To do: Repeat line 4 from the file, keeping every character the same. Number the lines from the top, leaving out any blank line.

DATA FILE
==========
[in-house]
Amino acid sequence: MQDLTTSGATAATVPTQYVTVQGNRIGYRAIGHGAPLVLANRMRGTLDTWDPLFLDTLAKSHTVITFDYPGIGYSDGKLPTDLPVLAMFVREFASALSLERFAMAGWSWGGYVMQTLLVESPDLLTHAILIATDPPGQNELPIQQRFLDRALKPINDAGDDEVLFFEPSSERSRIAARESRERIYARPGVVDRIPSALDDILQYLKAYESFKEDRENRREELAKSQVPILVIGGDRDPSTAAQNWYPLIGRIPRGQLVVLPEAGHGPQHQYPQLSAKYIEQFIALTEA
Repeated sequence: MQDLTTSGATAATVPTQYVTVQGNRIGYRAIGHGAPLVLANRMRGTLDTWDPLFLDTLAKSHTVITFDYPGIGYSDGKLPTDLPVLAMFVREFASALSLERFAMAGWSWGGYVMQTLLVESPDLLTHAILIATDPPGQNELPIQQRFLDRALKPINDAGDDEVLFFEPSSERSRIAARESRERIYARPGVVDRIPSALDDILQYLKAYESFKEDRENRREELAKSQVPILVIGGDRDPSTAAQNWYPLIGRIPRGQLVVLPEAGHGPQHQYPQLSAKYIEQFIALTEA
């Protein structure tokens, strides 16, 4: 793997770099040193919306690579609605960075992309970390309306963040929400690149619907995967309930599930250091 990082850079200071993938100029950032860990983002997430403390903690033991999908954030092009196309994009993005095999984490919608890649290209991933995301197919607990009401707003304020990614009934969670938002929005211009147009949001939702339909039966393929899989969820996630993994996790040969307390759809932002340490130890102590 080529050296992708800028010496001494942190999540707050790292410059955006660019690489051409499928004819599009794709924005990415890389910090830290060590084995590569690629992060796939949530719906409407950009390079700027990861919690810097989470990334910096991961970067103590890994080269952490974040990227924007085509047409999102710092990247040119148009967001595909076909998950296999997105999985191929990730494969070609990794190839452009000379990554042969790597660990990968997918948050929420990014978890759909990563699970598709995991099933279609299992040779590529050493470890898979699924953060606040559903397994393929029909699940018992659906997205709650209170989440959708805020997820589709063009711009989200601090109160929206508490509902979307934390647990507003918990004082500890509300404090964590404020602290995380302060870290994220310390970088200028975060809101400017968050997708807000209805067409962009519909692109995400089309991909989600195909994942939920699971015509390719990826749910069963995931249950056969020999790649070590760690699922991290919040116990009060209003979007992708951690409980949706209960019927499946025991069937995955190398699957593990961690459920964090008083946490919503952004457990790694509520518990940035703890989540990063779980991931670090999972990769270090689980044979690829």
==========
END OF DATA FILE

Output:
């Protein structure tokens, strides 16, 4: 793997770099040193919306690579609605960075992309970390309306963040929400690149619907995967309930599930250091 990082850079200071993938100029950032860990983002997430403390903690033991999908954030092009196309994009993005095999984490919608890649290209991933995301197919607990009401707003304020990614009934969670938002929005211009147009949001939702339909039966393929899989969820996630993994996790040969307390759809932002340490130890102590 080529050296992708800028010496001494942190999540707050790292410059955006660019690489051409499928004819599009794709924005990415890389910090830290060590084995590569690629992060796939949530719906409407950009390079700027990861919690810097989470990334910096991961970067103590890994080269952490974040990227924007085509047409999102710092990247040119148009967001595909076909998950296999997105999985191929990730494969070609990794190839452009000379990554042969790597660990990968997918948050929420990014978890759909990563699970598709995991099933279609299992040779590529050493470890898979699924953060606040559903397994393929029909699940018992659906997205709650209170989440959708805020997820589709063009711009989200601090109160929206508490509902979307934390647990507003918990004082500890509300404090964590404020602290995380302060870290994220310390970088200028975060809101400017968050997708807000209805067409962009519909692109995400089309991909989600195909994942939920699971015509390719990826749910069963995931249950056969020999790649070590760690699922991290919040116990009060209003979007992708951690409980949706209960019927499946025991069937995955190398699957593990961690459920964090008083946490919503952004457990790694509520518990940035703890989540990063779980991931670090999972990769270090689980044979690829």